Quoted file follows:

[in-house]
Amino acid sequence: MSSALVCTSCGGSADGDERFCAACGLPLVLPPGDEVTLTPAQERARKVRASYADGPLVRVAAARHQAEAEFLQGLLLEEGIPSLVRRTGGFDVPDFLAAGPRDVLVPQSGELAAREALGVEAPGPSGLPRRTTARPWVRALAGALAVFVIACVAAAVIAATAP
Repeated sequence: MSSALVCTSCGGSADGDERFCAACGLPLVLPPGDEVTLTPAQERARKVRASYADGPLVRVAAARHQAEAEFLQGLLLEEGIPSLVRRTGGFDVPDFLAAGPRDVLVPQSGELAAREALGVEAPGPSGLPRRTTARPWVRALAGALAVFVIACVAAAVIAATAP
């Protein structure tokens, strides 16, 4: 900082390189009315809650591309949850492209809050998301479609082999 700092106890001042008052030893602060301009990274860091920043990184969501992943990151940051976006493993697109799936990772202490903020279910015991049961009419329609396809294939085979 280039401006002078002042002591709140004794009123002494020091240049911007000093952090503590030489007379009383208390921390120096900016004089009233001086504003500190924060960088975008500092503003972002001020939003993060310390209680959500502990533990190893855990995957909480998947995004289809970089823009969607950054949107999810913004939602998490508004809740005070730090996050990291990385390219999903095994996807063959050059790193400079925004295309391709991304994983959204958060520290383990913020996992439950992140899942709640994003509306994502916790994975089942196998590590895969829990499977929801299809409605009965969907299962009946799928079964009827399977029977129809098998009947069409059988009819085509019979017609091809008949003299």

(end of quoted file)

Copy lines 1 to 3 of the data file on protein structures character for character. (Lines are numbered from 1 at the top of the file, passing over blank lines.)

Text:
[in-house]
Amino acid sequence: MSSALVCTSCGGSADGDERFCAACGLPLVLPPGDEVTLTPAQERARKVRASYADGPLVRVAAARHQAEAEFLQGLLLEEGIPSLVRRTGGFDVPDFLAAGPRDVLVPQSGELAAREALGVEAPGPSGLPRRTTARPWVRALAGALAVFVIACVAAAVIAATAP
Repeated sequence: MSSALVCTSCGGSADGDERFCAACGLPLVLPPGDEVTLTPAQERARKVRASYADGPLVRVAAARHQAEAEFLQGLLLEEGIPSLVRRTGGFDVPDFLAAGPRDVLVPQSGELAAREALGVEAPGPSGLPRRTTARPWVRALAGALAVFVIACVAAAVIAATAP